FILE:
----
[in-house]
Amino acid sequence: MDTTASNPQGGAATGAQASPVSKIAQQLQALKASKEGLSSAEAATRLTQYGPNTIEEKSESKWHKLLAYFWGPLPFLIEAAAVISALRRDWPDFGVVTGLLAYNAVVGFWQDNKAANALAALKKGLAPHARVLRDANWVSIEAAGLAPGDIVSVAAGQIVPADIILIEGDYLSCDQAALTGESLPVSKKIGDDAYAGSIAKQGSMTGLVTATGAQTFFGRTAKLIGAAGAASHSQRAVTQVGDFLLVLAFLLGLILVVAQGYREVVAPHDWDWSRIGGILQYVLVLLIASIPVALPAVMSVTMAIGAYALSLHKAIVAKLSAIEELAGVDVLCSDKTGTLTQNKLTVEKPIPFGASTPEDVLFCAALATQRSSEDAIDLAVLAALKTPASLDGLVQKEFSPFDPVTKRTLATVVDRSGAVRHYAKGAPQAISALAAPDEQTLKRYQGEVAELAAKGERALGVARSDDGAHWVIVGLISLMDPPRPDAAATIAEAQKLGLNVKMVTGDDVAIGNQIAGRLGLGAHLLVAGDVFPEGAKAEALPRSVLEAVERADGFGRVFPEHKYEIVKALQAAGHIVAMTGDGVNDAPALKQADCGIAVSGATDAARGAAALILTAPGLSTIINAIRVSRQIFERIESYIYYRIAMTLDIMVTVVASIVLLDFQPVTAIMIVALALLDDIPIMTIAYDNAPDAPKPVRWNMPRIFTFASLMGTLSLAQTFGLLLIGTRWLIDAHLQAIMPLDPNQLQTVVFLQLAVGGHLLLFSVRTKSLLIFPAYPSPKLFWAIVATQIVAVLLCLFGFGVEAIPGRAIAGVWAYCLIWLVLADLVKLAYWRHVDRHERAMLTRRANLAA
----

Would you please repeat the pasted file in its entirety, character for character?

[in-house]
Amino acid sequence: MDTTASNPQGGAATGAQASPVSKIAQQLQALKASKEGLSSAEAATRLTQYGPNTIEEKSESKWHKLLAYFWGPLPFLIEAAAVISALRRDWPDFGVVTGLLAYNAVVGFWQDNKAANALAALKKGLAPHARVLRDANWVSIEAAGLAPGDIVSVAAGQIVPADIILIEGDYLSCDQAALTGESLPVSKKIGDDAYAGSIAKQGSMTGLVTATGAQTFFGRTAKLIGAAGAASHSQRAVTQVGDFLLVLAFLLGLILVVAQGYREVVAPHDWDWSRIGGILQYVLVLLIASIPVALPAVMSVTMAIGAYALSLHKAIVAKLSAIEELAGVDVLCSDKTGTLTQNKLTVEKPIPFGASTPEDVLFCAALATQRSSEDAIDLAVLAALKTPASLDGLVQKEFSPFDPVTKRTLATVVDRSGAVRHYAKGAPQAISALAAPDEQTLKRYQGEVAELAAKGERALGVARSDDGAHWVIVGLISLMDPPRPDAAATIAEAQKLGLNVKMVTGDDVAIGNQIAGRLGLGAHLLVAGDVFPEGAKAEALPRSVLEAVERADGFGRVFPEHKYEIVKALQAAGHIVAMTGDGVNDAPALKQADCGIAVSGATDAARGAAALILTAPGLSTIINAIRVSRQIFERIESYIYYRIAMTLDIMVTVVASIVLLDFQPVTAIMIVALALLDDIPIMTIAYDNAPDAPKPVRWNMPRIFTFASLMGTLSLAQTFGLLLIGTRWLIDAHLQAIMPLDPNQLQTVVFLQLAVGGHLLLFSVRTKSLLIFPAYPSPKLFWAIVATQIVAVLLCLFGFGVEAIPGRAIAGVWAYCLIWLVLADLVKLAYWRHVDRHERAMLTRRANLAA